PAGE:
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X. Later Forms of Juristic Realism

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pp. 288-320

In the United States economic determinism ran into psychological realism and skeptical realism and largely merged in the latter. But economic realism has tended to have more of a positive program than the other two. ...

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XI. The Humanitarian Idea

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pp. 321-347

Legal history shows a continually widening circle of recognized interests and continually more effective means of securing the interests recognized. Two conspicuous examples of recognition and securing of interests theretofore unknown to the law, in the two generations since I was admitted to the bar in 1890, will suffice for illustration. The "right of ...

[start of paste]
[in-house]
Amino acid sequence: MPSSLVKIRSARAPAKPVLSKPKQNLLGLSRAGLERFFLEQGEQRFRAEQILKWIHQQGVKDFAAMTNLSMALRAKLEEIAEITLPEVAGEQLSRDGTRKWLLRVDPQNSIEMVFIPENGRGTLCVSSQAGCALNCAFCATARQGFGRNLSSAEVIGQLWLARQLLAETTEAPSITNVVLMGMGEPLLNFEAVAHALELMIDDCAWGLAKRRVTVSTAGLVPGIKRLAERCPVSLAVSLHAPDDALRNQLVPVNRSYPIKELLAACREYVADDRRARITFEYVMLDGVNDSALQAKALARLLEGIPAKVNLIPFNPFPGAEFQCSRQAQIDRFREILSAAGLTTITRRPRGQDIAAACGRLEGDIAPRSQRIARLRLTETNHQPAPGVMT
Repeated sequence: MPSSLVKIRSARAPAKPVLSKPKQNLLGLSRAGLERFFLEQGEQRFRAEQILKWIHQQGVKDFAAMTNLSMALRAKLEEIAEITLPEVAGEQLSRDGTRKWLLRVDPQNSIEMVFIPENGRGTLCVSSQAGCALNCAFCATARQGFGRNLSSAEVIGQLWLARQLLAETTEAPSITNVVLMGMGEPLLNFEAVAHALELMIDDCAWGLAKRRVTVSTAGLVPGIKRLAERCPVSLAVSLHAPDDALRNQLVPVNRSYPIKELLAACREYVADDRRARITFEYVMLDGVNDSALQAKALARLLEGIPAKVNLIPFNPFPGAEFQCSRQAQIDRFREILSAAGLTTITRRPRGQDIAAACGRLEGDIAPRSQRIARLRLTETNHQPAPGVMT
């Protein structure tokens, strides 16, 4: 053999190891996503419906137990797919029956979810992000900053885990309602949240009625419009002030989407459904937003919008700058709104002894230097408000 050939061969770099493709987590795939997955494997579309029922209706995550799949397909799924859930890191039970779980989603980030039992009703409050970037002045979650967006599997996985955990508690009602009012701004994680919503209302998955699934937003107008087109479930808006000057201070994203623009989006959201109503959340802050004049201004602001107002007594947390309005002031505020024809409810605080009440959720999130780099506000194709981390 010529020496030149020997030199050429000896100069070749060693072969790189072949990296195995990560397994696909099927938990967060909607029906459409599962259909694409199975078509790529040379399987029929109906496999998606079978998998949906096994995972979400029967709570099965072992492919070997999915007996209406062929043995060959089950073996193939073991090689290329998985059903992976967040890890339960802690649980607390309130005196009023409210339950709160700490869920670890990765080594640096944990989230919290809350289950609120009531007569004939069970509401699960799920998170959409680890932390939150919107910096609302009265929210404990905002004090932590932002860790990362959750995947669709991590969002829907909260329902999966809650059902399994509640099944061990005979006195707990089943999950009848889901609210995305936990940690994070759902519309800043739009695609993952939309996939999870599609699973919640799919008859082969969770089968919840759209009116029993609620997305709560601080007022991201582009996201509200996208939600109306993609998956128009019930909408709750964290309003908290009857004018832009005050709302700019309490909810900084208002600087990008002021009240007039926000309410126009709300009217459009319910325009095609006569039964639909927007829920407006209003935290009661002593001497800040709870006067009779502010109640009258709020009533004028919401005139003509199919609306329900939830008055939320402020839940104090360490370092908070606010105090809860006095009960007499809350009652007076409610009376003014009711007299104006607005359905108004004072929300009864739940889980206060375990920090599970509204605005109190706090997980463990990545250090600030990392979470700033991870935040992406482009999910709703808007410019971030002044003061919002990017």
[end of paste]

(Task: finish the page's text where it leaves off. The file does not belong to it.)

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XII. The Authoritarian Idea

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pp. 348-370

When in 1897 Mr. Justice Holmes, having begun when editor of the American Law Review1 in the analytical school, by a method of logical analysis of legal precepts as authoritative imperatives prescribed by those exercising the powers of a politically organized society, and then in 1881 (in his Lowell lectures on the common law)2 moved to the ...

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Epilogue

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pp. 371-373

It may well be asked why in lecturing in India upon a general topic of the science of law I have gone so much into American experience, cited American decisions, state and federal, so extensively and devoted so much space to legal problems with which courts and legislators and jurists have dealt in America. ...

Glossary

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pp. 375-385

Bibliography of Works Cited

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pp. 387-414

Index

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pp. 415-432

Publication Information

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E-ISBN-13: 9781614878506
E-ISBN-10: 1614878501
Print-ISBN-13: 9780865973268

Page Count: 454
Publication Year: 2012

Edition: None